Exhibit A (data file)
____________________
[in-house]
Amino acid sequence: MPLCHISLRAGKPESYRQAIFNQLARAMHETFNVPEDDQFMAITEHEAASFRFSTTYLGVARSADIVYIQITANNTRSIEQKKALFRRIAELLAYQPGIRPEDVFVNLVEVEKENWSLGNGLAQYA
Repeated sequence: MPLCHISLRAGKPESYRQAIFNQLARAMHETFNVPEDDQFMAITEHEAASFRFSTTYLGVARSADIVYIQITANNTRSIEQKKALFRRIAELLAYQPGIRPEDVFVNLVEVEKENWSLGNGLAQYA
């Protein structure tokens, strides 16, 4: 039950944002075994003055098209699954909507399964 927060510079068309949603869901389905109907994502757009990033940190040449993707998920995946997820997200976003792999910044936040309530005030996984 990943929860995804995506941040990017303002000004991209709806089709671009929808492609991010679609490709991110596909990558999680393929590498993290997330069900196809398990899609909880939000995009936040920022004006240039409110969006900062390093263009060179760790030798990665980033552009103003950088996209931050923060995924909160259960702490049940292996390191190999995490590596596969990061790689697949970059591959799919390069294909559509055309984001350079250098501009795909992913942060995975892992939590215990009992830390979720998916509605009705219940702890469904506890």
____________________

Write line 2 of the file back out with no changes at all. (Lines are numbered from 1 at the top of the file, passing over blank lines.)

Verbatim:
Amino acid sequence: MPLCHISLRAGKPESYRQAIFNQLARAMHETFNVPEDDQFMAITEHEAASFRFSTTYLGVARSADIVYIQITANNTRSIEQKKALFRRIAELLAYQPGIRPEDVFVNLVEVEKENWSLGNGLAQYA